Due to climate change, Finland is warming on a rate that is double compared to the world average. Climate change already affects all Finns and all sectors of the economy, but the cost of climate risks is not evenly distributed.
Sitra, the Finnish Innovation Fund, assigned Gaia to calculate the cost of climate risks to Finland as well as to study to whom the costs are particularly high. There is still very limited information on the costs of climate risks to Finland. To-date, more research has focused on natural sciences, and the economic impact assessment has been mainly qualitative.
Economic and scientific research on this subject should be brought out of their silos and discussed together. Climate change will have both negative and positive economic impacts on Finland. Hence, the net impact should be further explored. In reviewing the costs of climate change, it is also important to take into account indirect effects and cross-border risk, as Finland is a small and open economy where the importance of exports and imports is emphasized.
Eight concrete examples of costs of climate change
Our study looked at costs through eight examples. These include insect and storm damage in forests, the effects of extreme weather phenomena on the electricity grid and roads, climate risks in arable crops, and health hazards caused by climate change.
The selected examples are tangible for the part of the already realized costs of climate change, which are increasing as a result of rising average temperatures and extreme weather conditions.
Climate warming can also trigger mechanisms that accelerate the warming such as melting of the permafrost and the release of the methane stored in it, which can lead to uncontrolled warming. These mechanisms can be activated already in the case of average warming of two degrees. If climate change can not be controlled quickly, costs may be unpredictably high.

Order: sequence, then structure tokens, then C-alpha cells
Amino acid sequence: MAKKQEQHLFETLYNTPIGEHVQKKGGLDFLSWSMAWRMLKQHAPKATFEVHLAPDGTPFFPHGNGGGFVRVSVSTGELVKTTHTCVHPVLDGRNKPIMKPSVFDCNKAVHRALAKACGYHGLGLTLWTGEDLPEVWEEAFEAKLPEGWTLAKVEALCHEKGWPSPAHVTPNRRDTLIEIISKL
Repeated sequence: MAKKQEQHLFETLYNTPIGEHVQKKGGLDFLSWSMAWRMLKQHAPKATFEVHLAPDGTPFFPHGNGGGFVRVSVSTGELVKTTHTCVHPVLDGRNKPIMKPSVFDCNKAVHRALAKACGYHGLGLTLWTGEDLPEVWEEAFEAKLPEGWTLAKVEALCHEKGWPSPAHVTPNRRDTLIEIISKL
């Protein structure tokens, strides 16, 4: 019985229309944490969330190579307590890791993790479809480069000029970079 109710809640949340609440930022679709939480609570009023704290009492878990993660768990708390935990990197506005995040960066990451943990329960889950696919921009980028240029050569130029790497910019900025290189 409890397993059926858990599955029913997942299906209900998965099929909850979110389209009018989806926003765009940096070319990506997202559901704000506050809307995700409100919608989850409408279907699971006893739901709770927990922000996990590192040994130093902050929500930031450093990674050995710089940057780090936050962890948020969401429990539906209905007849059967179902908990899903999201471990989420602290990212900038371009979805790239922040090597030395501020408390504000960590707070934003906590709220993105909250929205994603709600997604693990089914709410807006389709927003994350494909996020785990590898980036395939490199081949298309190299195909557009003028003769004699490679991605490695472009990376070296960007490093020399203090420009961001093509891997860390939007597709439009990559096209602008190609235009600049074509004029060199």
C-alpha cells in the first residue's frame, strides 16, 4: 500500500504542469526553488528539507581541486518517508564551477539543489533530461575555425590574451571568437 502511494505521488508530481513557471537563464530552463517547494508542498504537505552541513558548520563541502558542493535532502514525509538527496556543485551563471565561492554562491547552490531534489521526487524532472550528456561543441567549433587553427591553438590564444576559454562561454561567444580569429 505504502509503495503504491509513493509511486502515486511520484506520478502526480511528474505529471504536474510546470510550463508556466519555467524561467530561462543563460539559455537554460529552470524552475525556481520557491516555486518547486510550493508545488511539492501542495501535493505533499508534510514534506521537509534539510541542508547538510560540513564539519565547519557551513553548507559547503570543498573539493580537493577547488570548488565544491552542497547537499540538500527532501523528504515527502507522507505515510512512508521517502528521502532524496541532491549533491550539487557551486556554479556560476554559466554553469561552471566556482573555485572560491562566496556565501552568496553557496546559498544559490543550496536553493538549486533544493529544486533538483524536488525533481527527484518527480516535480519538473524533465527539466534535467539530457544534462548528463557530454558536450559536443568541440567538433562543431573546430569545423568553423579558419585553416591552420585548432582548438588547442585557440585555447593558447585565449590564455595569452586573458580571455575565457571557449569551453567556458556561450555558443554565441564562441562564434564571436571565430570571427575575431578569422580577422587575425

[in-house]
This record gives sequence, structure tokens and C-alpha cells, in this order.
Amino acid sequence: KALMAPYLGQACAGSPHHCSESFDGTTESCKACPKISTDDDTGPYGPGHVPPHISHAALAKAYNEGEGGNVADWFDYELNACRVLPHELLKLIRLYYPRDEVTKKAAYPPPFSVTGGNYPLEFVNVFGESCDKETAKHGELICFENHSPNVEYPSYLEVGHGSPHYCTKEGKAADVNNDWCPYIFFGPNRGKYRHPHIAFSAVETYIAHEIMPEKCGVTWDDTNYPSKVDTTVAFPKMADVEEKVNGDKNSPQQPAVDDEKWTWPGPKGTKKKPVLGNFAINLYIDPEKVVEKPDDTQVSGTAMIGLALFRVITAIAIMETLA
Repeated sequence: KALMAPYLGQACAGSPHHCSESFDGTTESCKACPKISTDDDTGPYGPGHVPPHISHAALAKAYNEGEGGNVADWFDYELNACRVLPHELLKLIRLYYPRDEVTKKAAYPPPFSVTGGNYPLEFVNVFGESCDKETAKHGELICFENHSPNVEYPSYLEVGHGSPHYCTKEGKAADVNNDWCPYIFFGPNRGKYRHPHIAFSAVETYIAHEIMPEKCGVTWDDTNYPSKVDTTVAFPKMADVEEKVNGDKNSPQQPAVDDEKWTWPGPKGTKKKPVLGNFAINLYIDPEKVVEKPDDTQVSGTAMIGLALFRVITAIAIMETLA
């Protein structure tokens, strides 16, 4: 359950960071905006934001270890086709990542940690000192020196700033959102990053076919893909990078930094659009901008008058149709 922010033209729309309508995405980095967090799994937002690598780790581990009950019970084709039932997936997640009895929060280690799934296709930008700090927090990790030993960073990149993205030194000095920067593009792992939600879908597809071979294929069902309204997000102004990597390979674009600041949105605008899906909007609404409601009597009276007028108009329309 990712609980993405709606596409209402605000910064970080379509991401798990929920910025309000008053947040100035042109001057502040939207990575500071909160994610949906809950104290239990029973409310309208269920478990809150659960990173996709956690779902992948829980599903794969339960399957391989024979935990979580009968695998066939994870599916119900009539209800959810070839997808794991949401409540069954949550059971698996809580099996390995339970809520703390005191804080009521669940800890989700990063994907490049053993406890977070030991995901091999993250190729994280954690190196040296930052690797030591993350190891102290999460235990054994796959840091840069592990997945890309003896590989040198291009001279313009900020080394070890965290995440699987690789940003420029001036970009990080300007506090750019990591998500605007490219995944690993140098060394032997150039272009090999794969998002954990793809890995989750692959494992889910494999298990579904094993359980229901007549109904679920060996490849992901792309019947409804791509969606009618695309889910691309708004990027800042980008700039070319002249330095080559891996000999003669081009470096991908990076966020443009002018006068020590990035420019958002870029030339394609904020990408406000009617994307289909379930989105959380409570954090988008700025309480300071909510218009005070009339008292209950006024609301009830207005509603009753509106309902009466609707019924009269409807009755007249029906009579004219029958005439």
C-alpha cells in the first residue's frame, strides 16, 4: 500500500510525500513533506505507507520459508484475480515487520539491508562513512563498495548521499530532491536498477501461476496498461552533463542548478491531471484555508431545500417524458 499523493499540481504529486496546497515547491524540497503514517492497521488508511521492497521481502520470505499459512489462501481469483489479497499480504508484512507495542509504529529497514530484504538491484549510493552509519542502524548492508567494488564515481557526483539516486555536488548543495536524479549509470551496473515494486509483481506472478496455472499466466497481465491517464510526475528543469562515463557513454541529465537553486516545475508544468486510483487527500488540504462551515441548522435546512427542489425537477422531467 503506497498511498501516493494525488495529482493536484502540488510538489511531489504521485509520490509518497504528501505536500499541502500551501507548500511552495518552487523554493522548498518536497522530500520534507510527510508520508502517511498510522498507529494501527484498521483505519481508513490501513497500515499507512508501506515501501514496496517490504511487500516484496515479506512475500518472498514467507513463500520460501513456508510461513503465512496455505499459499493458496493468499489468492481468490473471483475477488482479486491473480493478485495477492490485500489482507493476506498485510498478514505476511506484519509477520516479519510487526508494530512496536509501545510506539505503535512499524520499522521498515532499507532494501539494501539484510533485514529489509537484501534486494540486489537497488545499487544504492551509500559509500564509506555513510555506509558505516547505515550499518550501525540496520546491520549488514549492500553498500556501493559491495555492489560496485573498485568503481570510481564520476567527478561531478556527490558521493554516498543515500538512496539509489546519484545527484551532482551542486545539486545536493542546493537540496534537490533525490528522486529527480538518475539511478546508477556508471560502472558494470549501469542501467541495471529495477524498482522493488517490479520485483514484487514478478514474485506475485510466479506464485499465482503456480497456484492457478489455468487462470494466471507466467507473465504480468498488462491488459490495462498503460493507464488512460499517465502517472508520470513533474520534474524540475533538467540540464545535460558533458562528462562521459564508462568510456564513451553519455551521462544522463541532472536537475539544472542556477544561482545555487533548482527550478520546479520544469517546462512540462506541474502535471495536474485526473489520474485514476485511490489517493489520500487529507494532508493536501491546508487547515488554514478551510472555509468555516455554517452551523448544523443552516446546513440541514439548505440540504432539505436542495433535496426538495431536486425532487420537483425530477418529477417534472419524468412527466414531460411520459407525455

Some will be forced to pay more from climate change than others
Some of the costs of climate change will be directly paid by individual citizens, while others will be covered by the common tax burden.
For example, the effects of weather phenomena on crops will be beared by the farmers. Forest owners or forest industry will have to deal with the damage caused by insects and storms. The warming will take its toll more heavily on the elderly and people suffering from underlying diseases, and women have more symptoms of increasing winter darkness than men.
All Finns, however, need to join in and cut down their emissions. Everyone should also look at ways to adapt to climate change. Risk mitigation is needed quickly, and the silver lining is that it can also help to identify potential opportunities of climate change.
We could be able to reduce the cost of climate change, but not without a war plan. Future cost savings can not be achieved without investing in climate change mitigation and adaptation today.
- Juha Vanhanen, +358 50 5641889, firstname.lastname (at) gaia.fi
- Anna Laine, +358 50 5131260, firstname.lastname (at) gaia.fi